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This chapter reviews a program of work investigating how social power, defined as a structurally based capability, affects the tactics chosen in a conflict. A nonzero-sum approach to power stipulates that the total amount of power in a relationship can have effects distinct from those of relative power or power difference. This assumption is grounded in Emerson's power dependence theory and reminiscent of Tannenbaum's concept of control. The basic ideas are that (1) higher total power in a relationship has an integrative effect on that relationship, resulting in more conciliatory and less hostile responses to conflict; and (2) larger power differences have divisive effects on a relationship, making conflict resolution less conciliatory and more hostile. Research on revolutionary coalitions, power dependence processes in bargaining, and bilateral deterrence exemplify and support the importance of the nonzero-sum approach to power.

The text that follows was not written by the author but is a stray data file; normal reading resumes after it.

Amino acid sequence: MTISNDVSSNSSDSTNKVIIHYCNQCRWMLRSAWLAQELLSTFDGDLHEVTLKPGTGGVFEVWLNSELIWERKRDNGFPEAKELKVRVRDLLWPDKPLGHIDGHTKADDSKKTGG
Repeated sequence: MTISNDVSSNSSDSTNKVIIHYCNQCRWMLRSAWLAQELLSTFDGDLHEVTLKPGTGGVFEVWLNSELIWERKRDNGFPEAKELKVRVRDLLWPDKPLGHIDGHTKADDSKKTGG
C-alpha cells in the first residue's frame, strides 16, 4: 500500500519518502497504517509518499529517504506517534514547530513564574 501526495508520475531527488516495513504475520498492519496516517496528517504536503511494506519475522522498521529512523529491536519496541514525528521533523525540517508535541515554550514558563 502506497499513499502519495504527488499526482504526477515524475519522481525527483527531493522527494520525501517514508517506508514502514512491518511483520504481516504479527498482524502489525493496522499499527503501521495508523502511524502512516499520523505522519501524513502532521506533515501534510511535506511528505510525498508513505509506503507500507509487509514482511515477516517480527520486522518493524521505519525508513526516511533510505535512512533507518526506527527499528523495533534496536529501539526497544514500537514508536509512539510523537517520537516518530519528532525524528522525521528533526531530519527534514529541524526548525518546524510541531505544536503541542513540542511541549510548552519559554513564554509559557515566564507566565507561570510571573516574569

Suggested Citation
Lawler, E. J. (1993). From revolutionary coalitions to bilateral deterrence: A nonzero-sum approach to social power [Electronic version]. In J. K. Murnighan (Ed.) Social psychology in organizations: Advances in theory and research (pp. 269-295). Englewood Cliffs, NJ: Prentice Hall.

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